The data were collected from the study children by 4 research assistants who had previously been calibrated in the data collection. The demographic information included sex and date of birth. The date of birth was verified from the school records and was used to compute the age of the child. Dental examination of the children was conducted in broad day light with the help of a plane mouth mirror and pair of tweezers. The child was lying supine on a school wooden bench with the head resting on the examiner’s lap who was seated at 12 o’clock position and inclined forward to fully access the child’s oral cavity. The teeth were cleaned of food debris with cotton wool for proper visibility. Each permanent tooth was recorded using the two digit system of the Fedération Dentaire Internationale notation [15]. The emergence stages of the teeth into the oral cavity are classified into four stages [5]. The stages are defined as 0 = the tooth not visible in the oral cavity; 1 = at least one cusp visible in the oral cavity; 2 = the entire occlusal surface/mesio-distal width of the tooth visible; and 3 = the tooth in occlusion or at the occlusal level if the antagonistic tooth was not fully erupted or missing. For purposes of the present study, we recorded a tooth as having erupted when any part of the crown was visible through the oral mucosa (i.e. stages 1, 2 and 3) defined as category 1 and when not erupted = 0. Recording of extracted teeth due to caries was based on World Health Organisation guidelines [16]. Wisdom teeth were excluded. The study was school based and could not assess any congenitally missing teeth due to lack of appropriate radiological facilities like x-rays.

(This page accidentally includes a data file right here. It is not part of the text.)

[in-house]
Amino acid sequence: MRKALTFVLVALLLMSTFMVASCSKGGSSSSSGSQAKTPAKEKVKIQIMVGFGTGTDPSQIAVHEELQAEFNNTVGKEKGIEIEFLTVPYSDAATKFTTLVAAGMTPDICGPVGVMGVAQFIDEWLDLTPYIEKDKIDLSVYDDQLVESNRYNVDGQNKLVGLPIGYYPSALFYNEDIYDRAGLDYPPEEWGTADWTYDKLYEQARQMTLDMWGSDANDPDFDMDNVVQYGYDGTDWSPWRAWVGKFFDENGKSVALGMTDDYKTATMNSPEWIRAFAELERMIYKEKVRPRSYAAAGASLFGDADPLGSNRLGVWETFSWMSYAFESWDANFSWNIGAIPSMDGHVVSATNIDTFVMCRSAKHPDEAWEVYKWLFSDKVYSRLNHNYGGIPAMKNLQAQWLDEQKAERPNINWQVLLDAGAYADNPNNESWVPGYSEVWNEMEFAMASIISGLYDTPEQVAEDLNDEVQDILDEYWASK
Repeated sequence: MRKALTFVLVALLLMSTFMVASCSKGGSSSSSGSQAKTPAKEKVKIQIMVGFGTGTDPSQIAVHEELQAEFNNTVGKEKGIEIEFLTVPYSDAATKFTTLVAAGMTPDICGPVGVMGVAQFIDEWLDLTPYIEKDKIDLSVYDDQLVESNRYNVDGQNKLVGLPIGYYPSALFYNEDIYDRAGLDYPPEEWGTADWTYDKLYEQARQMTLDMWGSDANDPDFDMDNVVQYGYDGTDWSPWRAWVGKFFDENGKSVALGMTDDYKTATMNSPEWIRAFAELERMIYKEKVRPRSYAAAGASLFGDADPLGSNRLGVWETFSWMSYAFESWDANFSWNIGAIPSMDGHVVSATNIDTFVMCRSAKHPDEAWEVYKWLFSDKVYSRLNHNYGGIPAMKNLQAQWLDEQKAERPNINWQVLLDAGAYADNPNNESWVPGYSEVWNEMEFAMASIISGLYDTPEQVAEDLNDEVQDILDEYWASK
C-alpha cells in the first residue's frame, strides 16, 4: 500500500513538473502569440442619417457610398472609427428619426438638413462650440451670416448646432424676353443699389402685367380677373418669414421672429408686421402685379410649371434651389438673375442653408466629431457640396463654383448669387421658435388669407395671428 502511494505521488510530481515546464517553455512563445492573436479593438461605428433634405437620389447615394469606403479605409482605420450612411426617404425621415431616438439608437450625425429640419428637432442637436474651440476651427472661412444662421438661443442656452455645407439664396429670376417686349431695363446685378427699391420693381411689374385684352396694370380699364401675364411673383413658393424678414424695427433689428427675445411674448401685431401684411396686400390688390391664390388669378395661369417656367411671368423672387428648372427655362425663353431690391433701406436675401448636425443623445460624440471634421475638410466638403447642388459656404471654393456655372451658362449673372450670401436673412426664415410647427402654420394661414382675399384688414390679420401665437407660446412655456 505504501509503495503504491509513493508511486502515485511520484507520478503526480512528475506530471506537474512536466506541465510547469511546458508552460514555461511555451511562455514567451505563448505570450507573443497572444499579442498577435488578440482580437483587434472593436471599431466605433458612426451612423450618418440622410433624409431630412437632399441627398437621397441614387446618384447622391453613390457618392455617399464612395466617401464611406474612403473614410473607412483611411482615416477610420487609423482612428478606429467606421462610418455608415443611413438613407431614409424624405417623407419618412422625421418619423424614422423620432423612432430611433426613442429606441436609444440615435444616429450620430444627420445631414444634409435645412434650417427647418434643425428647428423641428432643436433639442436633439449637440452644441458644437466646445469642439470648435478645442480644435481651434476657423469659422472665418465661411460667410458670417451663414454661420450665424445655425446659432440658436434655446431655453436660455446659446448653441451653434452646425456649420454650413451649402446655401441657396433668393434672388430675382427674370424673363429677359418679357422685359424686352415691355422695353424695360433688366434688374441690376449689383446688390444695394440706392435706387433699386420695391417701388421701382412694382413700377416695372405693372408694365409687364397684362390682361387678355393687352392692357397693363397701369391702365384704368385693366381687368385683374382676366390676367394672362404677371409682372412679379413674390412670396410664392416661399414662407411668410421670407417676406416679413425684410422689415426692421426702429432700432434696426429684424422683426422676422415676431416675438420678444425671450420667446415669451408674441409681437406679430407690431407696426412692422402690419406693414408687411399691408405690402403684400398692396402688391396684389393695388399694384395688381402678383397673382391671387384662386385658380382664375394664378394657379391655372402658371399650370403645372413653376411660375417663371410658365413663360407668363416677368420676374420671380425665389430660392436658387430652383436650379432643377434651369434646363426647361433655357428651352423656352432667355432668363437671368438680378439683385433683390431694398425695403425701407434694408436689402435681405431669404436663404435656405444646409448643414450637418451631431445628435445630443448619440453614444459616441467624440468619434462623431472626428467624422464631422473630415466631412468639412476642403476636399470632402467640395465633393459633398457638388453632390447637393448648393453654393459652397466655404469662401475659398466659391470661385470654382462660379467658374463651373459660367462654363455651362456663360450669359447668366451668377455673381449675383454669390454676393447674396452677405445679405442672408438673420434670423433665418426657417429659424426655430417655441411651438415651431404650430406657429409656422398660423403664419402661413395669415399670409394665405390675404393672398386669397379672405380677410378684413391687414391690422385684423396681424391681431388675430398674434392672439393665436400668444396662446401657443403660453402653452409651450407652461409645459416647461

The child’s physical body development was assessed through anthropometric measurements. The weight was determined by weighing a child in kilograms using a digital weighing scale (Avery, United Kingdom) after removal of shoes and any overcoat. The values were corrected to the nearest one decimal point. The height of the child was measured when the child was standing while the back and knees were straight, and feet drawn together. The line of vision was in the horizontal plane. Then the height was measured from the heel to the uppermost part of the head using a wall mounted tape measure (Avery, United Kingdom) in metres and corrected to the nearest one decimal point.

Reliability test